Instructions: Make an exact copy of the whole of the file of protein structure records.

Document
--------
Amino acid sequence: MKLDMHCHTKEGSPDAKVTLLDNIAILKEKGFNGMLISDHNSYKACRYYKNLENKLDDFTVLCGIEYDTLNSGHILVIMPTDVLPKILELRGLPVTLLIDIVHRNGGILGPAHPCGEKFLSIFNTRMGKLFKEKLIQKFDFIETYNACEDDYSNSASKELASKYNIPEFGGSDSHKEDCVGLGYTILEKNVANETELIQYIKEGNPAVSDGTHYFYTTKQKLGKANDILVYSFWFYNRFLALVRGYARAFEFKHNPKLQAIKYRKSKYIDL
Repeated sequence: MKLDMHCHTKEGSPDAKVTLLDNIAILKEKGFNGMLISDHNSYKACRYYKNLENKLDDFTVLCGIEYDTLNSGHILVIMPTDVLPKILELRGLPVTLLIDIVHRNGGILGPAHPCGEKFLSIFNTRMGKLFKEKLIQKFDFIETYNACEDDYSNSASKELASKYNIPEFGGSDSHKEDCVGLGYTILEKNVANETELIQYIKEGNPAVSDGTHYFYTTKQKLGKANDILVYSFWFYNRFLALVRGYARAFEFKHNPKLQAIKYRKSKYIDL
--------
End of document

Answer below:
Amino acid sequence: MKLDMHCHTKEGSPDAKVTLLDNIAILKEKGFNGMLISDHNSYKACRYYKNLENKLDDFTVLCGIEYDTLNSGHILVIMPTDVLPKILELRGLPVTLLIDIVHRNGGILGPAHPCGEKFLSIFNTRMGKLFKEKLIQKFDFIETYNACEDDYSNSASKELASKYNIPEFGGSDSHKEDCVGLGYTILEKNVANETELIQYIKEGNPAVSDGTHYFYTTKQKLGKANDILVYSFWFYNRFLALVRGYARAFEFKHNPKLQAIKYRKSKYIDL
Repeated sequence: MKLDMHCHTKEGSPDAKVTLLDNIAILKEKGFNGMLISDHNSYKACRYYKNLENKLDDFTVLCGIEYDTLNSGHILVIMPTDVLPKILELRGLPVTLLIDIVHRNGGILGPAHPCGEKFLSIFNTRMGKLFKEKLIQKFDFIETYNACEDDYSNSASKELASKYNIPEFGGSDSHKEDCVGLGYTILEKNVANETELIQYIKEGNPAVSDGTHYFYTTKQKLGKANDILVYSFWFYNRFLALVRGYARAFEFKHNPKLQAIKYRKSKYIDL